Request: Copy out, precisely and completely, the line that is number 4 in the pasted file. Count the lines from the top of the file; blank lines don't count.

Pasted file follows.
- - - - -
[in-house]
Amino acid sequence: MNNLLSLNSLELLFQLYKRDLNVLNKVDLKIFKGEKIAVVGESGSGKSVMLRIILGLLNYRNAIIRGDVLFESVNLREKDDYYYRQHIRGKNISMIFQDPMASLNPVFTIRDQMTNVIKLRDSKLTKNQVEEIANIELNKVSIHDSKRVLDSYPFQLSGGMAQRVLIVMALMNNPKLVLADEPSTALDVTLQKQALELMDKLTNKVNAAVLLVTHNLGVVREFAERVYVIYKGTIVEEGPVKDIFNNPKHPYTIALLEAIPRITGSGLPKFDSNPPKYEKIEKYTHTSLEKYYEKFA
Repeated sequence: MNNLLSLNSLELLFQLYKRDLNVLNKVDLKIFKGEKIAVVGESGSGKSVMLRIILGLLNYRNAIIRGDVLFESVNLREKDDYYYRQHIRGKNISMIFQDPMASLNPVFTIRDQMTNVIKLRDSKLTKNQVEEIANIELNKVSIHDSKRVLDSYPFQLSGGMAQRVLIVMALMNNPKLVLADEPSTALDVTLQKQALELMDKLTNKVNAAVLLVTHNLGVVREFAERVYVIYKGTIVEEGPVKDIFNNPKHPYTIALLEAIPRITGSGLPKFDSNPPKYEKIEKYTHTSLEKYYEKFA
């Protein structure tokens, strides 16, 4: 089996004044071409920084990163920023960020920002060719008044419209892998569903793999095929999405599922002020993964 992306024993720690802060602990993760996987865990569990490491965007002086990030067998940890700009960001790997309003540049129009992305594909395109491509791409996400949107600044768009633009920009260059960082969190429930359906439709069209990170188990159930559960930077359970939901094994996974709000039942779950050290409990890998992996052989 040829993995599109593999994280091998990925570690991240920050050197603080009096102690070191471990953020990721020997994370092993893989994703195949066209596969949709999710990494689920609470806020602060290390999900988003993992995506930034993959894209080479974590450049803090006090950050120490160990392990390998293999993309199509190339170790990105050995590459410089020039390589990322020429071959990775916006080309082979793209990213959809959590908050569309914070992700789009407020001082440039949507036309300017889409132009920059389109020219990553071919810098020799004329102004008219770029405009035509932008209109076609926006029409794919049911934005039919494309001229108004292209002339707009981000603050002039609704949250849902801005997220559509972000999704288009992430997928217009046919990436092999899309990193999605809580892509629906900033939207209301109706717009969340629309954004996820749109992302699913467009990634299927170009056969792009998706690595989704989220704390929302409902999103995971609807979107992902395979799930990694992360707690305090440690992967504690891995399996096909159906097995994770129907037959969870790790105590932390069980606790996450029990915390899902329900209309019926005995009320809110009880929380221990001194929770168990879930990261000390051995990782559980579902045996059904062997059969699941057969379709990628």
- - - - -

């Protein structure tokens, strides 16, 4: 089996004044071409920084990163920023960020920002060719008044419209892998569903793999095929999405599922002020993964 992306024993720690802060602990993760996987865990569990490491965007002086990030067998940890700009960001790997309003540049129009992305594909395109491509791409996400949107600044768009633009920009260059960082969190429930359906439709069209990170188990159930559960930077359970939901094994996974709000039942779950050290409990890998992996052989 040829993995599109593999994280091998990925570690991240920050050197603080009096102690070191471990953020990721020997994370092993893989994703195949066209596969949709999710990494689920609470806020602060290390999900988003993992995506930034993959894209080479974590450049803090006090950050120490160990392990390998293999993309199509190339170790990105050995590459410089020039390589990322020429071959990775916006080309082979793209990213959809959590908050569309914070992700789009407020001082440039949507036309300017889409132009920059389109020219990553071919810098020799004329102004008219770029405009035509932008209109076609926006029409794919049911934005039919494309001229108004292209002339707009981000603050002039609704949250849902801005997220559509972000999704288009992430997928217009046919990436092999899309990193999605809580892509629906900033939207209301109706717009969340629309954004996820749109992302699913467009990634299927170009056969792009998706690595989704989220704390929302409902999103995971609807979107992902395979799930990694992360707690305090440690992967504690891995399996096909159906097995994770129907037959969870790790105590932390069980606790996450029990915390899902329900209309019926005995009320809110009880929380221990001194929770168990879930990261000390051995990782559980579902045996059904062997059969699941057969379709990628």